Musical Reviews

Emma writes: One of my hobbies is writing reviews of shows, usually musicals, that I’ve seen. Mostly these have been in London, though a few have been elsewhere. This is a little website of those reviews I want to share with people, but which don’t have anywhere else to go. However, if you don’t like amateur reviews then don’t read them.  I’ve also written a lot of the reviews on Website Louise Gold (a Fan -Produced website about one of my favourite Musical Theatre performers)

 

 Flahooley (Performance July/August 1997) - A Review of Ian Marshall-Fisher’s Lost Musicals concert staging of this musical about a puppet-builder who accidentally brings to life a magic Arabian genie who doesn’t understand capitalism and gets hunted by a witch.

  Lost Musicals 1998 (Performances of Summer 1998)  - A review of the 1998 season of Ian Marshall-Fisher’s Lost Musicals at The Barbican. Perhaps the most notable thing about this season of five shows: As Thousands Cheers, On A Clear Day You Can See Forever, Hollywood Pinafore, The Frogs, and, Strike Up The Band, was that the doyenne of the Lost Musicals gang, Louise Gold, was absent, because she was appearing in a Mike Leigh film. Fortunately many other regular members of the gang: Jessica Martin, Stewart Permutt, Myra Sands, and, James Vaughan were present.

 Mamma Mia review 2  (Performance of Tuesday 7 June 2001) - An account of the second time I saw the hit musical Mamma Mia. I sometimes think this might be subtitled “Super Trouper Star Saves Her Own Show” as: Pepper seemed to have mislaid his Chemistry set, Rosie was short of a counterbalance, and I don’t know what Tanya thought she was doing. All I can say is thank goodness for Louise Plowright as Donna The Dynamo.

 Anything Goes (Performance of 4 July 2002) - A review of the Grange Park Opera production, which starred the redoubtable Kim Criswell as Reno Sweeny. Apart from providing a full account of a very full production of Anything Goes, this review is also an opportunity to compare Kim Criswell with both Ethel Merman and Louise Gold.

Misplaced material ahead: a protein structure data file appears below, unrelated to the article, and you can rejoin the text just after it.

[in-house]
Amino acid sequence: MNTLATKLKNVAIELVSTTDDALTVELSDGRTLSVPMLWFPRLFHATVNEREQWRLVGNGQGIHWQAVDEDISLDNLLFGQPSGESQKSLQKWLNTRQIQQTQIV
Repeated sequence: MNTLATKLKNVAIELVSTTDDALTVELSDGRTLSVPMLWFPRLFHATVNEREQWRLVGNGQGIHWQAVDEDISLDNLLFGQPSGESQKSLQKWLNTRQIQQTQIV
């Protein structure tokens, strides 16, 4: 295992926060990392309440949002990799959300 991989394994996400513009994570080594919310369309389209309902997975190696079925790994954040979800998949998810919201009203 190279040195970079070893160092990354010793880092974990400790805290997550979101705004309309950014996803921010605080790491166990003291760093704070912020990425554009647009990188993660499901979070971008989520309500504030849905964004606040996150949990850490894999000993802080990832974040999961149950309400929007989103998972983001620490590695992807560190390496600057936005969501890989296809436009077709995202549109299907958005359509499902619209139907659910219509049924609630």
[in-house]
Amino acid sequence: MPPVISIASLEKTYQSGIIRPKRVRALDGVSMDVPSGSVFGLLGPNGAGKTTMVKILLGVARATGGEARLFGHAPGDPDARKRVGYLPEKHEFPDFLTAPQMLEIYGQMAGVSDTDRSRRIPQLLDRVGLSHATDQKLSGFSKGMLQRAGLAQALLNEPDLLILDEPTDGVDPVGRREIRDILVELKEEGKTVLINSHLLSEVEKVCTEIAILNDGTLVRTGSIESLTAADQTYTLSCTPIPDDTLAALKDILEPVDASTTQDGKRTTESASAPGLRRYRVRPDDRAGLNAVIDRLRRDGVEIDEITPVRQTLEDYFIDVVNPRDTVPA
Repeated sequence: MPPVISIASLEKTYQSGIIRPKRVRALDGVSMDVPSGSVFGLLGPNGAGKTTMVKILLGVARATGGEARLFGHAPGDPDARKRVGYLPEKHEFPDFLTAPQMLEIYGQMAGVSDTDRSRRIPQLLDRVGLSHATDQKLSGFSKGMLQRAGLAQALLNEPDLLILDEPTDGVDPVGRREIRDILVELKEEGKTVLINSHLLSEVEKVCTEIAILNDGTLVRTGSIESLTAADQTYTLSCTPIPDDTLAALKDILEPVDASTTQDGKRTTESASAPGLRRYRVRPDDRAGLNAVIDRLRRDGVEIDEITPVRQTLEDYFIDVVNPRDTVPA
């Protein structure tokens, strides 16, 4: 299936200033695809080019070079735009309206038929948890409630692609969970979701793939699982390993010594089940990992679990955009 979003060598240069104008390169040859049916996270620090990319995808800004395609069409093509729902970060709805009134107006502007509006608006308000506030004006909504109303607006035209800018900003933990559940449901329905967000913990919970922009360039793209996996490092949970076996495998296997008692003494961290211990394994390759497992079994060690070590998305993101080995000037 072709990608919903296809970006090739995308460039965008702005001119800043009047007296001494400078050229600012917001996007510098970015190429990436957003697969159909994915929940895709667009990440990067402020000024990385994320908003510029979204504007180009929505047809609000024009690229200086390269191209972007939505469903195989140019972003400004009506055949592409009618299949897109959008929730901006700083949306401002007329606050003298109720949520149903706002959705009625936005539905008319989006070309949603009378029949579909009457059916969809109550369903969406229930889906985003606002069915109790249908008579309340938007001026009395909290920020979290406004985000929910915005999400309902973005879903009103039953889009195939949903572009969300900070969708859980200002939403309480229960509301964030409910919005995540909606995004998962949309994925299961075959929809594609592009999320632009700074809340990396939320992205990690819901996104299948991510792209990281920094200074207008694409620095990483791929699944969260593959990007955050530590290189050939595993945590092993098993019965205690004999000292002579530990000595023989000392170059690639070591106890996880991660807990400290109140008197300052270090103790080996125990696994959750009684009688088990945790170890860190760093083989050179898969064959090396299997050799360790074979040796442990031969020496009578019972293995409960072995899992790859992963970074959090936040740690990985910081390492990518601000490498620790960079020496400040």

Two’s A Crowd (Performance of 20 October 2002 in Southampton) - A review of a new little musical about Opera versus Jazz, which ends up with an opera diva, played by a real one, Rosalind Plowright, doing a crossover, and very well she does it too.

  Sweeney Todd (Performance of Friday 9 January 2004)  - A review of the Royal Opera House production. Is this an Opera or a Musical? or simply a piece of Music Theatre? Whatever you call it it’s a jolly fine production. All the performers are good. It’s quite a revelation how brilliantly many of these opera singers, among them: Thomas Allen, William Dazeley, and, Rosalind Plowright can act; But the surprise of the evening is Felicity Palmer.

 Shooting Star Gala (Sunday 16 May 2004, Richmond Theatre, Surrey) - A review of a gala at a local theatre. with a wealth of talent, including: Jane Asher, Sarah Greene, Tony Hawks, Jessica Martin, Roger McGough, Tony Robinson, Prunella Scales, and, Timothy West  However, the highlight was the finale starring Maria Friedman  accompanied by Chris Walker and Jason Carr.

 Singin’ In The Rain (Saturday 7 August 2004, Sadlers Wells) - A review of The third Leicester Haymarket Team In London’s musical. Turning a classic film into a good stage show is no mean feat, but under Paul Kerryson’s masterful direction Adam Cooper, Josefina Gabrielle, Simon Coulthard and company make it their own.

 Beauty And The Beast - A Musical Pantomime (Wednesday 29 December 2004, The Lighthouse, Poole) - a review of The Lighthouse Arts Centre in Poole’s Christmas 2004 Pantomime. While Cassidy Janson made a good Beauty and it was nice to see Brian Cant as Beauty’s Father. It is the performances of Darren Bennett as Anton and Louise Plowright as The Sorceress that deserve to be highlighted..

 Silk Stockings (Sunday 22 May 2005) - A review of Ian Marshall-Fisher’s Discovering Lost Musicals concert staging of this musical. Lost Musicals regulars Frank Lazarus, Jessica Martin, Neil McCaul, and James Vaughan, along with Nigel Anthony and Martin Turner, ensure the show measures up to the kind of standard we have come to expect from Ian Marshall-Fisher’s productions.

 Six Pictures Of Lee Miller (Thursday 14 July 2005, The Minerva Theatre, The Chichester Festival Theatre) - a review of a new musical by Jason Carr and Edward Kemp, about early 20th century female photographer Lee Miller, starring Anna Francolini, with strong supporting performances. It’s great charm lies in the fact that it is not trying to be a mass crowd-pulling block buster. It simply concentrates on being a good well-written well-performed piece of sophisticated music theatre.

 Snow White and the Seven Dwarves (Thursday 29 December 2005, The Lighthouse, Poole) - a review of The Lighthouse Arts Centre in Poole’s Christmas 2005 Pantomime. Even better than last year’s Beauty And The Beast (and that was good). Darren Bennett and Anthony Reed make a splendid team. Mark Osmand creates real character, and, Brian Cant is a seasoned entertainer; But the star of the show is supertrouper Louise Plowright who delivers an admirable tour de force as The Wicked Queen.